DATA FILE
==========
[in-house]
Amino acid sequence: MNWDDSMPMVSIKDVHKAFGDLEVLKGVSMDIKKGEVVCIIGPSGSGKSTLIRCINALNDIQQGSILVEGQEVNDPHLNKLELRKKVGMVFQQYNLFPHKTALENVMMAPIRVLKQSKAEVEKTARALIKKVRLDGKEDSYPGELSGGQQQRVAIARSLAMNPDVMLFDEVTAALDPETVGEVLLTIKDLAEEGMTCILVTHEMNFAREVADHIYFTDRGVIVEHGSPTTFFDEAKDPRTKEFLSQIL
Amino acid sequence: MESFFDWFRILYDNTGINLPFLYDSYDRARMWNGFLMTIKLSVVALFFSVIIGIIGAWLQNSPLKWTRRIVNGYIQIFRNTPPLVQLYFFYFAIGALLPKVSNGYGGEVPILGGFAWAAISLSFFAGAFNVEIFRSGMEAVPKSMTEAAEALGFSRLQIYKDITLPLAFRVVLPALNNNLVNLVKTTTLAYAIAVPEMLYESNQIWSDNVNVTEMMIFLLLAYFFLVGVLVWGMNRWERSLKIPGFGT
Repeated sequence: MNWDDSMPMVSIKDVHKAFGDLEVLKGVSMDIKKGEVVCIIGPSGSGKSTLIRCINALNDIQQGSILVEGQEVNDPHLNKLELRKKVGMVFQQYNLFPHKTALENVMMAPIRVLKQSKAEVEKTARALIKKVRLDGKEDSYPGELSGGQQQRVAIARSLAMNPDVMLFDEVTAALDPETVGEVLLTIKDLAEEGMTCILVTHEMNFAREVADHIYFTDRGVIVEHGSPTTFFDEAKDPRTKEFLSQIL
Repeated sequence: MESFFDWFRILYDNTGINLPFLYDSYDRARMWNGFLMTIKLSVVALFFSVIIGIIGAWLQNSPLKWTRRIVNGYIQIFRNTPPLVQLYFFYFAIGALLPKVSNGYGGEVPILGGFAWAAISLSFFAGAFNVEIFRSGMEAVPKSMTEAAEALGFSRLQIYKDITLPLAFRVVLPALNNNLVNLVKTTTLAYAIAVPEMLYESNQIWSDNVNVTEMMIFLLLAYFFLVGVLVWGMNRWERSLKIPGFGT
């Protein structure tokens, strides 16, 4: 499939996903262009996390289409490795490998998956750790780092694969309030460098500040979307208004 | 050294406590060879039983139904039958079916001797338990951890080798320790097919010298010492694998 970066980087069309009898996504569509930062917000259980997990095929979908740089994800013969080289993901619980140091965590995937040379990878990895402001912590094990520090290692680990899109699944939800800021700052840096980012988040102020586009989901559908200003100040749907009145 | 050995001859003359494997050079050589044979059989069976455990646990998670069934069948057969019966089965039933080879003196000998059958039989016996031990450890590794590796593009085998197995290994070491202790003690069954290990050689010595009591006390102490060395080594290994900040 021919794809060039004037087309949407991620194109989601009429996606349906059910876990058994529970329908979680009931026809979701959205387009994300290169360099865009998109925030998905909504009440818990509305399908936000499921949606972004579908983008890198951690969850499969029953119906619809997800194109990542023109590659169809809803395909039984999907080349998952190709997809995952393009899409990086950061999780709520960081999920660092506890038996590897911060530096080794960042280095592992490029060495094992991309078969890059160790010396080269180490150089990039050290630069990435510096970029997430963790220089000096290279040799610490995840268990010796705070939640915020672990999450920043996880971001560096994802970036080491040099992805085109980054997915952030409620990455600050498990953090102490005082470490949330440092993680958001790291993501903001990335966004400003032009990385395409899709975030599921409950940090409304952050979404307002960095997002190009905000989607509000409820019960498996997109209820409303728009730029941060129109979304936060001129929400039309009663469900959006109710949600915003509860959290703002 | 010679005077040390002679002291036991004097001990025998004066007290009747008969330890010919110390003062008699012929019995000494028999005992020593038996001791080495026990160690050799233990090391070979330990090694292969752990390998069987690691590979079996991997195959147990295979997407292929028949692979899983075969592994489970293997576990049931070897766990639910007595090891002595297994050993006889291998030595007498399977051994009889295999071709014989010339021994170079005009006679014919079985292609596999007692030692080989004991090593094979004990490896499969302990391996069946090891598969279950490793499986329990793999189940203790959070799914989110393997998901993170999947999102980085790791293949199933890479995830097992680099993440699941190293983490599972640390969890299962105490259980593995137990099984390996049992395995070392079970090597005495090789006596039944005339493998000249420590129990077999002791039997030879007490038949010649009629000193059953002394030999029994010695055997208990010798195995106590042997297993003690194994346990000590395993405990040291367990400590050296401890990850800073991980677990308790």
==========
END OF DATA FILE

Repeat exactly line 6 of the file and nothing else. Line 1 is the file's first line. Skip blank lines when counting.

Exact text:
């Protein structure tokens, strides 16, 4: 499939996903262009996390289409490795490998998956750790780092694969309030460098500040979307208004 | 050294406590060879039983139904039958079916001797338990951890080798320790097919010298010492694998 970066980087069309009898996504569509930062917000259980997990095929979908740089994800013969080289993901619980140091965590995937040379990878990895402001912590094990520090290692680990899109699944939800800021700052840096980012988040102020586009989901559908200003100040749907009145 | 050995001859003359494997050079050589044979059989069976455990646990998670069934069948057969019966089965039933080879003196000998059958039989016996031990450890590794590796593009085998197995290994070491202790003690069954290990050689010595009591006390102490060395080594290994900040 021919794809060039004037087309949407991620194109989601009429996606349906059910876990058994529970329908979680009931026809979701959205387009994300290169360099865009998109925030998905909504009440818990509305399908936000499921949606972004579908983008890198951690969850499969029953119906619809997800194109990542023109590659169809809803395909039984999907080349998952190709997809995952393009899409990086950061999780709520960081999920660092506890038996590897911060530096080794960042280095592992490029060495094992991309078969890059160790010396080269180490150089990039050290630069990435510096970029997430963790220089000096290279040799610490995840268990010796705070939640915020672990999450920043996880971001560096994802970036080491040099992805085109980054997915952030409620990455600050498990953090102490005082470490949330440092993680958001790291993501903001990335966004400003032009990385395409899709975030599921409950940090409304952050979404307002960095997002190009905000989607509000409820019960498996997109209820409303728009730029941060129109979304936060001129929400039309009663469900959006109710949600915003509860959290703002 | 010679005077040390002679002291036991004097001990025998004066007290009747008969330890010919110390003062008699012929019995000494028999005992020593038996001791080495026990160690050799233990090391070979330990090694292969752990390998069987690691590979079996991997195959147990295979997407292929028949692979899983075969592994489970293997576990049931070897766990639910007595090891002595297994050993006889291998030595007498399977051994009889295999071709014989010339021994170079005009006679014919079985292609596999007692030692080989004991090593094979004990490896499969302990391996069946090891598969279950490793499986329990793999189940203790959070799914989110393997998901993170999947999102980085790791293949199933890479995830097992680099993440699941190293983490599972640390969890299962105490259980593995137990099984390996049992395995070392079970090597005495090789006596039944005339493998000249420590129990077999002791039997030879007490038949010649009629000193059953002394030999029994010695055997208990010798195995106590042997297993003690194994346990000590395993405990040291367990400590050296401890990850800073991980677990308790």